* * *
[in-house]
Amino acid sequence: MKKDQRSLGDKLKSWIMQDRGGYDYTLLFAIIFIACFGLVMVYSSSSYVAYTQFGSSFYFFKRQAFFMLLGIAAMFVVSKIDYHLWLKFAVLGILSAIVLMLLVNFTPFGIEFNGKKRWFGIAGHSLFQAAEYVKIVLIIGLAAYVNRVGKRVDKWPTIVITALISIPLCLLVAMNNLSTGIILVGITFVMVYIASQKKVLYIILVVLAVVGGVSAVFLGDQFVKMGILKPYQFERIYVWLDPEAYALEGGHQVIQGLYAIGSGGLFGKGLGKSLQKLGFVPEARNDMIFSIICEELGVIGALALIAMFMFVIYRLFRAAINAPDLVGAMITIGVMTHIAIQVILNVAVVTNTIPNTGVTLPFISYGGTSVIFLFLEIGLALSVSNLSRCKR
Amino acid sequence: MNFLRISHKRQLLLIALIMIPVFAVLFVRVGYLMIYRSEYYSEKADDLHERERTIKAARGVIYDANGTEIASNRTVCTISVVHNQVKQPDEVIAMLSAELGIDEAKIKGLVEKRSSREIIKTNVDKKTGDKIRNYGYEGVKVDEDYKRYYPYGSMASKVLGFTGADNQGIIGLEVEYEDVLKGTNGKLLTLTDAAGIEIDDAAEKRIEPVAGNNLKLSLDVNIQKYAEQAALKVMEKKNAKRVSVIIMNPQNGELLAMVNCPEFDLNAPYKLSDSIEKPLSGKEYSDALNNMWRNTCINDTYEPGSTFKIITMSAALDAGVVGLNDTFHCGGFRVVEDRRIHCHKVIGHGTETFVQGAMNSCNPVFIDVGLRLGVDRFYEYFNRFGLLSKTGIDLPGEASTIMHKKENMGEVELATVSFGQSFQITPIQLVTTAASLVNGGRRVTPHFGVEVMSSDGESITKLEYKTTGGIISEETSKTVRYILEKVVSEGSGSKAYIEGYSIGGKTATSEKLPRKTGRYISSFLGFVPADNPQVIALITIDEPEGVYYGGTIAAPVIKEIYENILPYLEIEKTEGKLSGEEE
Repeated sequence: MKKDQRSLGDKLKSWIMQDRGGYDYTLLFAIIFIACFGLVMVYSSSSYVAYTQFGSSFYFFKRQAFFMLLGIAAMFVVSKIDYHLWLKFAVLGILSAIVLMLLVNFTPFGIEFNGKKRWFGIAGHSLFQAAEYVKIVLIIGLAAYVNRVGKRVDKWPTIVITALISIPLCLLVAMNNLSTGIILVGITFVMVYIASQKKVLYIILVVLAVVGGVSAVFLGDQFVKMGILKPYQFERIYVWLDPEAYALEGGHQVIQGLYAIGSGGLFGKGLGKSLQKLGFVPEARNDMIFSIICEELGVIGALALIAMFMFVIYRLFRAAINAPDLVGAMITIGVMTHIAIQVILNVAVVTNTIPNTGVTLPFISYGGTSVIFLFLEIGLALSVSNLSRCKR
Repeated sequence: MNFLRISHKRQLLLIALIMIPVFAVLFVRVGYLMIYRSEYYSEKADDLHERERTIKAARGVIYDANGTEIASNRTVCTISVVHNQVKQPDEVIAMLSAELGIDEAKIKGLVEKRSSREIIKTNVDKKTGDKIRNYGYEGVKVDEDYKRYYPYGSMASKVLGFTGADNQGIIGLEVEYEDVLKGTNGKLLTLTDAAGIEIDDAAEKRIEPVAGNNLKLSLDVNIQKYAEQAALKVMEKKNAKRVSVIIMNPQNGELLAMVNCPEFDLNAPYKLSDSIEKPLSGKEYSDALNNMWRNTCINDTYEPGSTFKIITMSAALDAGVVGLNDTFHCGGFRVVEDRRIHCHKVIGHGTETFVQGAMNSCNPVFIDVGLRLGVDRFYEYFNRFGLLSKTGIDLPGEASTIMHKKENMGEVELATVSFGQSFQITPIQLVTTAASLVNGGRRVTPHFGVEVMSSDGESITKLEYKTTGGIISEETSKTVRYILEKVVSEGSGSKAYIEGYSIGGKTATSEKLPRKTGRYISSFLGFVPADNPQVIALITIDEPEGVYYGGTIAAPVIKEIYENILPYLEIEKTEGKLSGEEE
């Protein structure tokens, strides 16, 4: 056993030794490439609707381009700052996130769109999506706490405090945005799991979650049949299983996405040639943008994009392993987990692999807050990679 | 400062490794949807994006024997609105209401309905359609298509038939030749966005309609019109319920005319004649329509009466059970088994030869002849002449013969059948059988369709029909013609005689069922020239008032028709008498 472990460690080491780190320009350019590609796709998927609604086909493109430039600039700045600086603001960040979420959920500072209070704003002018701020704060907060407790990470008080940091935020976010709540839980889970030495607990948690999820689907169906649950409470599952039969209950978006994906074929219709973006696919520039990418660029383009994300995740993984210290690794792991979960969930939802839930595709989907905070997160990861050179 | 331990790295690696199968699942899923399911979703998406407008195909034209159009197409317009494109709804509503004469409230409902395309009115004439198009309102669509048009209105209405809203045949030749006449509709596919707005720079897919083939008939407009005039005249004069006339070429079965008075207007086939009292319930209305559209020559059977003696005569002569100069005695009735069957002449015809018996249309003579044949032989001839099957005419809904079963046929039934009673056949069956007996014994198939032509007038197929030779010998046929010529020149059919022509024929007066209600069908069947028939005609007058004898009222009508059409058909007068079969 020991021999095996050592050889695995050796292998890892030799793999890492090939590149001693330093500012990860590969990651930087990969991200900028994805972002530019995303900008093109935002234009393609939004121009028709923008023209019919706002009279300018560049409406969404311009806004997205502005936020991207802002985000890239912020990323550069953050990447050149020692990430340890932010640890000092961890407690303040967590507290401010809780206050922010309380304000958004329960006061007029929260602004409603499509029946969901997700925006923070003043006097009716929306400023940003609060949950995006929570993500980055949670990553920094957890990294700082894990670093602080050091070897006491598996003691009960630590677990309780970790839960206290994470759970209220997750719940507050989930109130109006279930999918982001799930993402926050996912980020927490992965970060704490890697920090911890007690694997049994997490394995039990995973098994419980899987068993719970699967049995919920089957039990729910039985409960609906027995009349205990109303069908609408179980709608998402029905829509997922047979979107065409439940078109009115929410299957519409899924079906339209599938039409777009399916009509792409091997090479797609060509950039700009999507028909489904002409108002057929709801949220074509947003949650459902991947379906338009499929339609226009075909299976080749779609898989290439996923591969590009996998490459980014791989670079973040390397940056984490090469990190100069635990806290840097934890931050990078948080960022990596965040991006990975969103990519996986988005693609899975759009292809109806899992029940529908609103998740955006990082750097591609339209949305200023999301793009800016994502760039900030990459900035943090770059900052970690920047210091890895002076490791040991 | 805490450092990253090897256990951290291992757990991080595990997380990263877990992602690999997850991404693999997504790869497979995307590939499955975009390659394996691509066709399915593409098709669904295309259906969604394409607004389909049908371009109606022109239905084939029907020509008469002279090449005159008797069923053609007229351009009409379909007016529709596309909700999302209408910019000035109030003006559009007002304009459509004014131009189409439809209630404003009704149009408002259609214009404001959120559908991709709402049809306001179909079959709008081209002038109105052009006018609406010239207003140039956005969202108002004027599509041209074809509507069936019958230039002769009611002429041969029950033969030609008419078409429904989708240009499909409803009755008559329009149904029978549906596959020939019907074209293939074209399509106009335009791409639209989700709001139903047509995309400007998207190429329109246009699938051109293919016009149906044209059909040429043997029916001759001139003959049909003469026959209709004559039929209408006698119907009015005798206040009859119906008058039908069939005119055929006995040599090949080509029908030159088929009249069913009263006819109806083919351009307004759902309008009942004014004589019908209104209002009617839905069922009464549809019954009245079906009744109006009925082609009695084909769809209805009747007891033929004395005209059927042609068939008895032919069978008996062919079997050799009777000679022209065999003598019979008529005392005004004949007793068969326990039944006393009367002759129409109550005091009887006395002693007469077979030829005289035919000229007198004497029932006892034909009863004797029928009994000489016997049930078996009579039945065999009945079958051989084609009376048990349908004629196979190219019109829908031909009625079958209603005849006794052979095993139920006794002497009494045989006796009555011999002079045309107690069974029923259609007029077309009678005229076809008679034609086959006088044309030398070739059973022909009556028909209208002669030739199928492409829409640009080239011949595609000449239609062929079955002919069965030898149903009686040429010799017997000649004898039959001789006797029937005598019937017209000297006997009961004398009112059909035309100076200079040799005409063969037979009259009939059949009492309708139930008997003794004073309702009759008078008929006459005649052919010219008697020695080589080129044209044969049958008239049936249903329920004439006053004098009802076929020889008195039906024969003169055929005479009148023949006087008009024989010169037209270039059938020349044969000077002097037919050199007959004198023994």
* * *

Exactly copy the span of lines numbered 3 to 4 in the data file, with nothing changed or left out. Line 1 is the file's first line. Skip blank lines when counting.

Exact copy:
Amino acid sequence: MNFLRISHKRQLLLIALIMIPVFAVLFVRVGYLMIYRSEYYSEKADDLHERERTIKAARGVIYDANGTEIASNRTVCTISVVHNQVKQPDEVIAMLSAELGIDEAKIKGLVEKRSSREIIKTNVDKKTGDKIRNYGYEGVKVDEDYKRYYPYGSMASKVLGFTGADNQGIIGLEVEYEDVLKGTNGKLLTLTDAAGIEIDDAAEKRIEPVAGNNLKLSLDVNIQKYAEQAALKVMEKKNAKRVSVIIMNPQNGELLAMVNCPEFDLNAPYKLSDSIEKPLSGKEYSDALNNMWRNTCINDTYEPGSTFKIITMSAALDAGVVGLNDTFHCGGFRVVEDRRIHCHKVIGHGTETFVQGAMNSCNPVFIDVGLRLGVDRFYEYFNRFGLLSKTGIDLPGEASTIMHKKENMGEVELATVSFGQSFQITPIQLVTTAASLVNGGRRVTPHFGVEVMSSDGESITKLEYKTTGGIISEETSKTVRYILEKVVSEGSGSKAYIEGYSIGGKTATSEKLPRKTGRYISSFLGFVPADNPQVIALITIDEPEGVYYGGTIAAPVIKEIYENILPYLEIEKTEGKLSGEEE
Repeated sequence: MKKDQRSLGDKLKSWIMQDRGGYDYTLLFAIIFIACFGLVMVYSSSSYVAYTQFGSSFYFFKRQAFFMLLGIAAMFVVSKIDYHLWLKFAVLGILSAIVLMLLVNFTPFGIEFNGKKRWFGIAGHSLFQAAEYVKIVLIIGLAAYVNRVGKRVDKWPTIVITALISIPLCLLVAMNNLSTGIILVGITFVMVYIASQKKVLYIILVVLAVVGGVSAVFLGDQFVKMGILKPYQFERIYVWLDPEAYALEGGHQVIQGLYAIGSGGLFGKGLGKSLQKLGFVPEARNDMIFSIICEELGVIGALALIAMFMFVIYRLFRAAINAPDLVGAMITIGVMTHIAIQVILNVAVVTNTIPNTGVTLPFISYGGTSVIFLFLEIGLALSVSNLSRCKR